T minus 3

We are living in a world with finite resources.

Yet, despite an almost-insurmountable quantity of greenhouse gas emissions directly exacerbating the global climate crisis, neither organizations nor individuals are incentivized to internalize the negative externalities they are putting forth on humanity.

The vital question that must be asked is what cost should be imposed on carbon emitters for destroying the planet for future generations?



In just three days, sixty nations will convene for the 2015 Paris Climate Conference (COP-21) in attempts of tackling one of the greatest challenges humanity has ever faced.

The objective, according to the COP-21 website, is: “for the first time in over 20 years of UN negotiations, aim to achieve a legally binding and universal agreement on climate, with the aim of keeping global warming below 2°C.”

Worldwide, economists and environmentalists have been asserting the need for a carbon tax. Fixing a price on carbon is vastly superior to the command and control methods infiltrating the global economy today, as such policy subsidies and inconsistent government mandates have resulted in a drastic imbalance between advancement of clean energy in some geographic areas versus others.

Polluting is, for all intensive purposes, free.

A carbon tax to allocate scarce resources would seemingly coerce emitters to consider the opportunity cost of money spent on carbon.

But it’s far from simple.


While ex post carbon emissions can irrefutably be quantified, it is premature to make definitive conclusions about the future financial impact of emitting carbon today.

The capital asset pricing model (CAPM), has endured in modern portfolio theory as a means to identify the expected rate of return for an asset, based on the inherent risk level of the asset in question. Such a required rate of return is then used as a determinant of fair value.

Obtaining the present value of expected climate damage with an unidentifiable n number of years is particularly arduous.

Systematic vs. Unsystematic Risk:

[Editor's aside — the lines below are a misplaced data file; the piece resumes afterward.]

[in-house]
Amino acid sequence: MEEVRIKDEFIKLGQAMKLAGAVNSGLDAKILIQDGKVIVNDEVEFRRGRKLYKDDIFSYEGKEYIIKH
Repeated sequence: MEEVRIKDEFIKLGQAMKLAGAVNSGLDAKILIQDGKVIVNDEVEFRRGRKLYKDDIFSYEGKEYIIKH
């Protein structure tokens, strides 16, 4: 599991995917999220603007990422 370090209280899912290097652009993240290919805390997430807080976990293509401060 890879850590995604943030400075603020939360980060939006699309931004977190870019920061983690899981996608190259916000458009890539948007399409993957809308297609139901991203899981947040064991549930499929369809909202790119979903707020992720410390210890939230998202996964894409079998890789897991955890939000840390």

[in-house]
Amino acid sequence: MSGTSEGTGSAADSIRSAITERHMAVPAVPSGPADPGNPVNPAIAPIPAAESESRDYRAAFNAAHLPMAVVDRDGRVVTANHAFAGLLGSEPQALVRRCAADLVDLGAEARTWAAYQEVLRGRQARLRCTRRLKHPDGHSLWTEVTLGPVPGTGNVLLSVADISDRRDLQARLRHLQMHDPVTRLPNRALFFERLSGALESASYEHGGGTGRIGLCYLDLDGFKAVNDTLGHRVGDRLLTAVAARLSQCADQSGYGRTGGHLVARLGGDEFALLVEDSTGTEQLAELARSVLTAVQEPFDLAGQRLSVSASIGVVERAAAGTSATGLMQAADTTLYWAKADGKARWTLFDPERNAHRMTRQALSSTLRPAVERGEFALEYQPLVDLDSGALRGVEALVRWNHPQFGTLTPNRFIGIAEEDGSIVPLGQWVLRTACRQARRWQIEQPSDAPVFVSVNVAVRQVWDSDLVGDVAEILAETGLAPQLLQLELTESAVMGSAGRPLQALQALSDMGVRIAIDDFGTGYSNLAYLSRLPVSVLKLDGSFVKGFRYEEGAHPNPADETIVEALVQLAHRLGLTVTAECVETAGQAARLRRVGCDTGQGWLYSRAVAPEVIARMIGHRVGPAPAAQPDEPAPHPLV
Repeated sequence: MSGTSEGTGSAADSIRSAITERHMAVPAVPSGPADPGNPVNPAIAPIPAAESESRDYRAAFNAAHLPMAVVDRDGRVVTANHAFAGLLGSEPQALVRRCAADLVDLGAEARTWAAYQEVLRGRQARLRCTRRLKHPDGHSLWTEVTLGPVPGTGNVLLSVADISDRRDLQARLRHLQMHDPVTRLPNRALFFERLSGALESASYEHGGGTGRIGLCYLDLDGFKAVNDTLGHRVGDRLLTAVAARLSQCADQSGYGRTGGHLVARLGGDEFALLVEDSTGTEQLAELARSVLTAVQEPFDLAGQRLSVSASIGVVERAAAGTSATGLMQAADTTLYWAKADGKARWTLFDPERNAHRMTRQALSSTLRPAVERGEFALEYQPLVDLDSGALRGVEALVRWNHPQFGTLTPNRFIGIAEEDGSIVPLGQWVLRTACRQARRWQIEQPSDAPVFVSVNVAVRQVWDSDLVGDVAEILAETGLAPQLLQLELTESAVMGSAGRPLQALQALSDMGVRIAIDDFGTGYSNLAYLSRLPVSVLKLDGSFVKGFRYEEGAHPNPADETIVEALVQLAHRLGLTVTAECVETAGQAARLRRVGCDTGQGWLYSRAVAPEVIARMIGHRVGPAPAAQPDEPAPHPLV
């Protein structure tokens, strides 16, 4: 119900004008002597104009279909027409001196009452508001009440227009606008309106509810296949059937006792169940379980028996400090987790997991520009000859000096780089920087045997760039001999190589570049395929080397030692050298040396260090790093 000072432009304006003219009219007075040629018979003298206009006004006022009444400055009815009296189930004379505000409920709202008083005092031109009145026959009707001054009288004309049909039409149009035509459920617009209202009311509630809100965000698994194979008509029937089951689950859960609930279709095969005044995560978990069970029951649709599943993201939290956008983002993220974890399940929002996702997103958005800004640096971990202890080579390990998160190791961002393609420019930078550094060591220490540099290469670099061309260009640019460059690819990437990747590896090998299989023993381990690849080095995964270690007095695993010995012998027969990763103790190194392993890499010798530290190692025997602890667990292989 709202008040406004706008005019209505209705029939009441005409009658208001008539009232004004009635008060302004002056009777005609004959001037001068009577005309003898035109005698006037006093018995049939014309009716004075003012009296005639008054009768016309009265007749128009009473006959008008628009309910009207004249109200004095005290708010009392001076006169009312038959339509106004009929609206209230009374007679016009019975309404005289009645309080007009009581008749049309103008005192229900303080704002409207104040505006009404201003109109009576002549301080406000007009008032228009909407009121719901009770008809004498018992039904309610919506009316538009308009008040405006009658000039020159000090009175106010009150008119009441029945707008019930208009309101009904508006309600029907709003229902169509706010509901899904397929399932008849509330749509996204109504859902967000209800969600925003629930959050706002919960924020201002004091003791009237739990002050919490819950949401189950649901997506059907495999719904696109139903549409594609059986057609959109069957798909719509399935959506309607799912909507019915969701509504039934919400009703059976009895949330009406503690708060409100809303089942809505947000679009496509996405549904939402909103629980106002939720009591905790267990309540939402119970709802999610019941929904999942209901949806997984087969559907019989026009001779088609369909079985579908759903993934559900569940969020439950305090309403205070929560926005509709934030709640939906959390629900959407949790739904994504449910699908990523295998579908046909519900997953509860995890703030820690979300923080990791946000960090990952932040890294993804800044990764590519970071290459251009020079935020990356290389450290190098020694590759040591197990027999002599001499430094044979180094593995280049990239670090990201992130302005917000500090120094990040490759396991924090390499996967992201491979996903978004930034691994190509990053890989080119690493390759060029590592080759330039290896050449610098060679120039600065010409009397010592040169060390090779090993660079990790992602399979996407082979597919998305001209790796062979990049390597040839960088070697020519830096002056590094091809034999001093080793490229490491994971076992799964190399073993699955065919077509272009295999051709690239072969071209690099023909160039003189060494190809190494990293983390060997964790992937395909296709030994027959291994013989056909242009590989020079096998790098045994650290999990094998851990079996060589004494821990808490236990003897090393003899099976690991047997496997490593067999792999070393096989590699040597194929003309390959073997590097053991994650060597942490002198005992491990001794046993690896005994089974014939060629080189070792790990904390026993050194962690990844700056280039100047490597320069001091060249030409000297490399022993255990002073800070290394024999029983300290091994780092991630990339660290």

The market tends to avoid or ignore risk until faced with abrupt crisis: a lost lawsuit, legal challenge, government action, or act of violence.

Systematic risk, or market risk, is the uncertainty inherent to an entire market or market segment. Such a risk cannot be reduced through diversification. Unsystematic risk, on the other hand, can be reduced by diversification and is not statistically related to other negative events in the overall economy. The cost of insuring a diversifiable risk is a simple discounted present value calculation of expected future damages.

Climate change is a systematic, or non-diversifiable risk, and therefore demands a societal risk premium to account for negative externalities.


The theory of sticky prices is the underlying hypothesis governing modern economics. Such a hypothesis asserts prices generally have a lagging response to changes in the broader economy. Stickiness, or “nominal rigidity”, is a market condition that provides rationale for why nominal prices resist change.

For instance, when the Federal Reserve increases the money supply, this action should theoretically increase price levels and inflation, as more money is chasing the same amount of goods. However, because prices are sticky, e.g. there is a short-term lagging effect, expansionary monetary policy has the somewhat paradoxical affect of decreasing nominal interest rates. Expansionary monetary policy therefore stimulates the economy.

Similarly, in a perfectly competitive market, all firms are price-takers; a firm that attempts to raise its price suffers a loss of demand when others do not imitate.

These same principles of supply and demand describe today’s over-supply of oil phenomena: no sole country is willing to unilaterally curtail production. As a result of this imbalance between supply and demand, we have witnessed a drastic plunge in oil: prices that were once $100 have dropped to $40. While truck drivers and consumers are rejoicing at the pumps, the collateral damage from lower-priced oil is a colossal threat to alternative energy projects.

The reason for such a dip? 94 million barrels of oil are produced each day, yet 93 million are demanded (International Energy Agency, 2015).

This market disequilibrium means that it would only take a 1 or 2% decrease in production to raise prices. And for all oil-producing countries like Saudi Arabia and Russia, a rise in oil prices is advantageous.

Yeteven for an action that is beneficial for all players, implementation becomes almost impossible.